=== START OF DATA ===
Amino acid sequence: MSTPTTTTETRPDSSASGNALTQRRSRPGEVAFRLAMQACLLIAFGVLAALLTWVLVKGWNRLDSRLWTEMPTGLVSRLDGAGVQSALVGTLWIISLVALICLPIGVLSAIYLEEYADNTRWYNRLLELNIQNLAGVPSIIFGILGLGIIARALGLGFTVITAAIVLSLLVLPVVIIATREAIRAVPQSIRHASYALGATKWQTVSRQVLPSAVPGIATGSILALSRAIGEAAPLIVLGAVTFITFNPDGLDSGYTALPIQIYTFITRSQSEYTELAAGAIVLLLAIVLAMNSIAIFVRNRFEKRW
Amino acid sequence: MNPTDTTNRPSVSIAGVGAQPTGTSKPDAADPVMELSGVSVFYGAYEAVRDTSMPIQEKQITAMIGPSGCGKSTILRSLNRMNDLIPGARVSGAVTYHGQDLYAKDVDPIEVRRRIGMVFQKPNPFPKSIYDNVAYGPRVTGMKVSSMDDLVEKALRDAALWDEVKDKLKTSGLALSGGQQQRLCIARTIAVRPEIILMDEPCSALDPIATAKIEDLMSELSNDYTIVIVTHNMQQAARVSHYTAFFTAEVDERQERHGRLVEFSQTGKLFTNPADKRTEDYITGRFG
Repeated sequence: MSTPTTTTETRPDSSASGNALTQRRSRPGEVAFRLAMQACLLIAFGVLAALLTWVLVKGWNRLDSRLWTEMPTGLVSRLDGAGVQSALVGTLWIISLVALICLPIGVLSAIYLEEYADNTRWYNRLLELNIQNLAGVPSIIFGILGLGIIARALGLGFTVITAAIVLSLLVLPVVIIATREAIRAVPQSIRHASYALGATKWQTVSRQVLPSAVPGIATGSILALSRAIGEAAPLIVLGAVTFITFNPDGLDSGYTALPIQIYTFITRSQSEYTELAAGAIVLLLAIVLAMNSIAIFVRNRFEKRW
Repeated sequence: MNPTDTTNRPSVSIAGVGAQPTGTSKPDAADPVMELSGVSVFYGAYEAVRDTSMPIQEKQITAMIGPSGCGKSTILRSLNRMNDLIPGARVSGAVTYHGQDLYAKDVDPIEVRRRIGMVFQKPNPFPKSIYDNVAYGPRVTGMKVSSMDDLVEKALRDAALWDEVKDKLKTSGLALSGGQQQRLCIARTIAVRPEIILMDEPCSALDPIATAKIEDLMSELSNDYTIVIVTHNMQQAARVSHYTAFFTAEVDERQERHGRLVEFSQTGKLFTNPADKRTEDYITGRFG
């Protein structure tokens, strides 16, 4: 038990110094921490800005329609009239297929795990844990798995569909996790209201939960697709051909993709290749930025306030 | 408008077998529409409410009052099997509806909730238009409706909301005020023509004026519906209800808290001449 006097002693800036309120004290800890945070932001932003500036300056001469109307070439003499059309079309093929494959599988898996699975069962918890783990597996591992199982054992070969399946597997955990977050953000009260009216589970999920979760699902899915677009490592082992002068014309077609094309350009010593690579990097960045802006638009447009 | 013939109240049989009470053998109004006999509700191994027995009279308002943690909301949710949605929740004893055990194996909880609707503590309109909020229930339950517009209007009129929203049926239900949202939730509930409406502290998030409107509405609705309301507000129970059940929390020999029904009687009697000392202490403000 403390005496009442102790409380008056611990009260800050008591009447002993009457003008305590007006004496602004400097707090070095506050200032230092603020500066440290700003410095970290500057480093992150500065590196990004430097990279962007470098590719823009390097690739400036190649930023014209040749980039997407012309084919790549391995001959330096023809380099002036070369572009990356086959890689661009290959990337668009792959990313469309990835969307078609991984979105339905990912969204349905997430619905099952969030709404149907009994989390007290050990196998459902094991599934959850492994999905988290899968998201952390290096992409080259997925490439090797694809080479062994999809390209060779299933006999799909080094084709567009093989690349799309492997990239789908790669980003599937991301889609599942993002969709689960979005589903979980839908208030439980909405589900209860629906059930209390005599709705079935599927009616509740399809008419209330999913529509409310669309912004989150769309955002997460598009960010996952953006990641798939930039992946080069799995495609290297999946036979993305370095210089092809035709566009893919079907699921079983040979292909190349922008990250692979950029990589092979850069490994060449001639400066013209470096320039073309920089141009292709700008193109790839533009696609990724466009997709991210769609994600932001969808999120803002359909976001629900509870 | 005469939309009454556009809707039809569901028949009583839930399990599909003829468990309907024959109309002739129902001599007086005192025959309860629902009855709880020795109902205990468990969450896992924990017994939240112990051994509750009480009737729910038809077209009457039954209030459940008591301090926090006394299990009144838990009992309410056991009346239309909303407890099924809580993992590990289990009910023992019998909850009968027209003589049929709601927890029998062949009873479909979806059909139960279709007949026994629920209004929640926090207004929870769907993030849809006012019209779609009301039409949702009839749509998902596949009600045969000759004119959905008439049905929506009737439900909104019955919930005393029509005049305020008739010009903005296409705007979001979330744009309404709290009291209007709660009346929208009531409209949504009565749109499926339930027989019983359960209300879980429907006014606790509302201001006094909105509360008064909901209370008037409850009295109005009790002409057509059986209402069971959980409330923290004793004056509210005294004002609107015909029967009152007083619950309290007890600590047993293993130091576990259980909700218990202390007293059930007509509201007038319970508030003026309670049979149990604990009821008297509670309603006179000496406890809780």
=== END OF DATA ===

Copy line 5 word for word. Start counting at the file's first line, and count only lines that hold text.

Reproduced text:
């Protein structure tokens, strides 16, 4: 038990110094921490800005329609009239297929795990844990798995569909996790209201939960697709051909993709290749930025306030 | 408008077998529409409410009052099997509806909730238009409706909301005020023509004026519906209800808290001449 006097002693800036309120004290800890945070932001932003500036300056001469109307070439003499059309079309093929494959599988898996699975069962918890783990597996591992199982054992070969399946597997955990977050953000009260009216589970999920979760699902899915677009490592082992002068014309077609094309350009010593690579990097960045802006638009447009 | 013939109240049989009470053998109004006999509700191994027995009279308002943690909301949710949605929740004893055990194996909880609707503590309109909020229930339950517009209007009129929203049926239900949202939730509930409406502290998030409107509405609705309301507000129970059940929390020999029904009687009697000392202490403000 403390005496009442102790409380008056611990009260800050008591009447002993009457003008305590007006004496602004400097707090070095506050200032230092603020500066440290700003410095970290500057480093992150500065590196990004430097990279962007470098590719823009390097690739400036190649930023014209040749980039997407012309084919790549391995001959330096023809380099002036070369572009990356086959890689661009290959990337668009792959990313469309990835969307078609991984979105339905990912969204349905997430619905099952969030709404149907009994989390007290050990196998459902094991599934959850492994999905988290899968998201952390290096992409080259997925490439090797694809080479062994999809390209060779299933006999799909080094084709567009093989690349799309492997990239789908790669980003599937991301889609599942993002969709689960979005589903979980839908208030439980909405589900209860629906059930209390005599709705079935599927009616509740399809008419209330999913529509409310669309912004989150769309955002997460598009960010996952953006990641798939930039992946080069799995495609290297999946036979993305370095210089092809035709566009893919079907699921079983040979292909190349922008990250692979950029990589092979850069490994060449001639400066013209470096320039073309920089141009292709700008193109790839533009696609990724466009997709991210769609994600932001969808999120803002359909976001629900509870 | 005469939309009454556009809707039809569901028949009583839930399990599909003829468990309907024959109309002739129902001599007086005192025959309860629902009855709880020795109902205990468990969450896992924990017994939240112990051994509750009480009737729910038809077209009457039954209030459940008591301090926090006394299990009144838990009992309410056991009346239309909303407890099924809580993992590990289990009910023992019998909850009968027209003589049929709601927890029998062949009873479909979806059909139960279709007949026994629920209004929640926090207004929870769907993030849809006012019209779609009301039409949702009839749509998902596949009600045969000759004119959905008439049905929506009737439900909104019955919930005393029509005049305020008739010009903005296409705007979001979330744009309404709290009291209007709660009346929208009531409209949504009565749109499926339930027989019983359960209300879980429907006014606790509302201001006094909105509360008064909901209370008037409850009295109005009790002409057509059986209402069971959980409330923290004793004056509210005294004002609107015909029967009152007083619950309290007890600590047993293993130091576990259980909700218990202390007293059930007509509201007038319970508030003026309670049979149990604990009821008297509670309603006179000496406890809780």